Conversely, in Japan, they take the opposite approach. Japanese salespeople will do whatever they can to avoid an argument. It means the buyer has much more control over the sales conversation.



Pricing is one of the areas where B2B sales differs the most around the world. In the US, it’s understood that there will be a negotiation on price. Give-and-take is accepted and priced into the deal.

On the other hand, in Germany, a salesperson is more likely to say, ‘That’s the price. Take it or leave it.’ In Japan, a salesperson’s possible first move when they encounter any resistance from a buyer is to lower the price. 


Risk and adoption

Different countries develop at different speeds. Their economies, technologies and cultures can vary wildly. As a result, their attitudes towards new ideas can differ.

B2B tech companies that find success in the US often achieve similar results in the UK. Buyers in New York, San Francisco and London like to be seen as early adopters. However, sometimes they don’t see the same success in France and Germany, as buyers in those countries tend to be more risk-averse.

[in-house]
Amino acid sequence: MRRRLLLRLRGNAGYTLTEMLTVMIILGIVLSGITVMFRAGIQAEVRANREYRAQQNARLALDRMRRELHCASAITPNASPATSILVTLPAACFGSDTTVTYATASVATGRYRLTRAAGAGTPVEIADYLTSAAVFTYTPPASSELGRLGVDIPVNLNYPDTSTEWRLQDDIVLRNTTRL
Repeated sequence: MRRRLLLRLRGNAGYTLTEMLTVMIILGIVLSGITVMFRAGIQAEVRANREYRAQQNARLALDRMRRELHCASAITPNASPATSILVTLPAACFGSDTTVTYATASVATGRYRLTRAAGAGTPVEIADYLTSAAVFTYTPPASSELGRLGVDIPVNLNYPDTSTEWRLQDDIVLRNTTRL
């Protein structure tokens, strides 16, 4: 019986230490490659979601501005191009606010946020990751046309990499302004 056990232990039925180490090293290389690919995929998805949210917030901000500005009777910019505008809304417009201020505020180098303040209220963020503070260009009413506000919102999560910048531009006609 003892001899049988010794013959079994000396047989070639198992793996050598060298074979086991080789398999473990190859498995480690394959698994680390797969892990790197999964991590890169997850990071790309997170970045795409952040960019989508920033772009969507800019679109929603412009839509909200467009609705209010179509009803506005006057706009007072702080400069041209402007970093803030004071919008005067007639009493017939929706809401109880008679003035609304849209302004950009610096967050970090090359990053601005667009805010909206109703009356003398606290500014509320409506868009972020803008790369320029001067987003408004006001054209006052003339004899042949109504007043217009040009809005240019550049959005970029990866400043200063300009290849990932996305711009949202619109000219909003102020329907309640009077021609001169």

In Asia, buyers are even warier of risk. If you buy the wrong product, the consequences can be severe. When you sell to Asia, you may be asked more questions, and the process could take much longer.


Tips for success

After reading that, you may be worried about selling to overseas buyers for fear of saying or doing the wrong thing. However, there are some ways of selling that work wherever you are:

  • Preparation is vital – When selling to international prospects, especially for the first time, research the cultural differences for their country. It will make you more confident and you’ll be ready for any curve-balls
  • Respect is universal – Remember there’s no right way or wrong way when it comes to sales cultures and customs. Show respect for your prospect’s preferences and they will show you respect in return. If in doubt, ask them how they like to be sold to
  • Speak English properly – English may be the international language of sales, but a buyer in Berlin or Tel Aviv may not have the same native command of English that you do. Speak clearly and precisely and avoid those English slang terms that sometimes slip out